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Old 05-21-2016, 08:53 AM   #31
Michael Kehoe
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thickness of scratch coat?

I am preparing to do the scratch coat that Davy described (on the loose hanging lath around the bottom perimeter of the shower) I have never done this and am wondering how thick to apply the scratch coat. Should I still be able to see the diamond pattern in the lath when i am done?

and for the finish coat, it is my understanding that I don't need any thinset or other bonding coat; just put the finish coat right over the scratch, which will mechanically adhere to the scratched surface. correct? thanks!
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Old 05-21-2016, 09:39 AM   #32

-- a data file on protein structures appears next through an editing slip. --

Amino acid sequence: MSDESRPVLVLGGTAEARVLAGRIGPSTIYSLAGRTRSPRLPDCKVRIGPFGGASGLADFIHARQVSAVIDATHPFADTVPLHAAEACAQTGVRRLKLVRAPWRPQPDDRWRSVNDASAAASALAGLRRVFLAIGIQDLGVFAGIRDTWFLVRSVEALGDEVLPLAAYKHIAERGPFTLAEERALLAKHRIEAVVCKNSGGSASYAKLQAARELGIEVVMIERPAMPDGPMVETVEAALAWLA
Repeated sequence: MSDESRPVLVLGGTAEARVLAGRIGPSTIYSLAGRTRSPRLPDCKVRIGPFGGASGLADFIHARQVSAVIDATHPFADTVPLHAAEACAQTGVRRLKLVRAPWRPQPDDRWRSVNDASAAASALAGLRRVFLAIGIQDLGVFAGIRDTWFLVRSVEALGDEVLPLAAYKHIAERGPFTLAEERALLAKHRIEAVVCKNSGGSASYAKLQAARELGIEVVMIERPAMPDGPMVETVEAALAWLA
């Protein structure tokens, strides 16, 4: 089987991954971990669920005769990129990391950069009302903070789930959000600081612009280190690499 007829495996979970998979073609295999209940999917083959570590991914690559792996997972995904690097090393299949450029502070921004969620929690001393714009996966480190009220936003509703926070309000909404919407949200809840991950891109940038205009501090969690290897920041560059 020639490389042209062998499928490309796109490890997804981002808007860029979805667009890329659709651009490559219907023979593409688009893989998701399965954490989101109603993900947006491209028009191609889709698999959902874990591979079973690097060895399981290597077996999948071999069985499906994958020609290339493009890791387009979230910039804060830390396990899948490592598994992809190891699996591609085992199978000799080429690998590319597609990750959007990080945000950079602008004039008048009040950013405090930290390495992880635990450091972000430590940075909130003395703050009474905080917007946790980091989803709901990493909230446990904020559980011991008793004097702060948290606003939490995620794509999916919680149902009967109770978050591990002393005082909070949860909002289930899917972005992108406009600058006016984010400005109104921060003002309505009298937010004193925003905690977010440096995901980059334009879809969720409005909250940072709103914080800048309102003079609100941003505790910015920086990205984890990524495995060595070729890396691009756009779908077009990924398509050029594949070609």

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You want the scratch mud fairly thin, just enough so you don't see the lath thru it. They make a special rake to scratch it with or you can use a piece of lath about 5 inches square to drag over the mud, both will work fine.

Yes, let the scratch set, then you may need to dampen the scratch before you apply the next coat of mud. I use a pump up spray bottle like you would use to spray your yard. Or, no more than you have, take a saturated sponge and slap the scratch to wet it down. The mud will grab on it's own, just force it in well.

You want the lath and scratch to hug the wall so lean a few bricks, rocks or anything heavy against the mud till it dries.
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Old 05-21-2016, 12:28 PM   #33
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Thanks again Davy!
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Old 06-20-2016, 07:54 AM   #34
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floated my first shower wall, have questions